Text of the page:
Siva Vaidhyanathan on Copyright and Universities

27 October 2012


Siva Vaidhyanathan is an interesting and thoughtful scholar who often writes on copyright issues affecting higher education. His recent article summarising the outcome of legal battles between US Author's groups and Universities is an useful summary of the complex issues facing modern institutions attempting to comply with copyright law. At heart is the desperate attempts of the traditional, and increasingly irrelevant, publishing industry to somehow protect various distribution arrangements in the face of overwhelming evidence their time has past.

One of the points he made sparked a bit of reaction with me beyond this however. He describes the university as a transformative copy machine which gains special privileges as a consequence of the public good that results. He distinguishes this from the commercial self-interest of companies like Google. While I take his point in context I think he's potentially overstating the distinction between many universities and Google. The reality is that many universities are very commercially oriented and look for any opportunity to realise the commercial and economic benefits of research and teaching activities. The Bayh–Dole Act has meant that US universities in particular are driven to extract commercial outcomes, but the reality of funding during a worldwide economic depression is that all universities need revenue from whatever source presents itself.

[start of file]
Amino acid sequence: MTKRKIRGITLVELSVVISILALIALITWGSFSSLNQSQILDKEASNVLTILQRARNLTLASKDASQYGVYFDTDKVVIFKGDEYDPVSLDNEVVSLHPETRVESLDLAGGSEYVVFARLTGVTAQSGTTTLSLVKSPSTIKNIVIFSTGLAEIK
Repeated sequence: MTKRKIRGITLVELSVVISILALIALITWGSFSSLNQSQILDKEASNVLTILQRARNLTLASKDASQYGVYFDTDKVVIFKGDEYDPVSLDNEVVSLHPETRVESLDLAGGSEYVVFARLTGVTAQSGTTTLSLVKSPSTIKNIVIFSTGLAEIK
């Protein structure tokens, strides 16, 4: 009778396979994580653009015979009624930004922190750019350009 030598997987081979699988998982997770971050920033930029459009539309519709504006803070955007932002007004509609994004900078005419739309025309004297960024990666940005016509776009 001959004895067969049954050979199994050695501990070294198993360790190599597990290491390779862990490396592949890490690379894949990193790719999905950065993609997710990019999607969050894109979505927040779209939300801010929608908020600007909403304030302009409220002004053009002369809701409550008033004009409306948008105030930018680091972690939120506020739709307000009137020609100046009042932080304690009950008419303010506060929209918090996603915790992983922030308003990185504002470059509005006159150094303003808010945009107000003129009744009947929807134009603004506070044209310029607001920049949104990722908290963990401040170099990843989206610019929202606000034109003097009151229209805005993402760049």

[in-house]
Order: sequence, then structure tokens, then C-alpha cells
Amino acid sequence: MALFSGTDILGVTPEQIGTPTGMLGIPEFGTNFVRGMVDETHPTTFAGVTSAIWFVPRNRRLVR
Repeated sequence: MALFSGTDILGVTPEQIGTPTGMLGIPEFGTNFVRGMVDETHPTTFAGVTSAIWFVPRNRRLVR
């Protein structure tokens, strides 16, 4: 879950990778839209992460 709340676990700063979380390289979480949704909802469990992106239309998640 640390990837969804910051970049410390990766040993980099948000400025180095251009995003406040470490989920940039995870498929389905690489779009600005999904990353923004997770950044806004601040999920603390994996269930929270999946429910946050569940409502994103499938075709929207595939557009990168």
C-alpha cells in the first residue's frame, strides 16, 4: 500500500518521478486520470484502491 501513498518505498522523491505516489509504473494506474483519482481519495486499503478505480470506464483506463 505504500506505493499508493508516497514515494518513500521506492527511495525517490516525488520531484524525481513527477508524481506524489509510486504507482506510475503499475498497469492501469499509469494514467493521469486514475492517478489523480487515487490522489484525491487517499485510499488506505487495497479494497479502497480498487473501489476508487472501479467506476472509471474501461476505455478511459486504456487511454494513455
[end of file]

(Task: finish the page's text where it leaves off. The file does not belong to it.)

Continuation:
Personally, virtually everything I create for research and teaching gets licensed under the Creative Commons. The problem is that to get promoted I, just like every other academic, need publications that are regarded as important or significant. The normal way to achieve that is to publish in highly regarded journals - and very, very few of those are open licensed. In fact, for my fields of research there's only one - Research in Learning Technology - and you can't build a credible record publishing in only one journal.

The quid pro quo for the public benefit Professor Vaidhyanathan notes in his article is the need to do better than this. We need more of the journals moving to open licences, or we need to start valuing the open journals more. I know colleagues who refuse to publish in closed contexts but sadly its a lot easier to do that when you're a full Professor and free of systems like the PBRF and normal promotions. I'm not sure where this takes us, but I do think all academics and universities should be wary of the complacent assumption that we're somehow better than Google for society in general...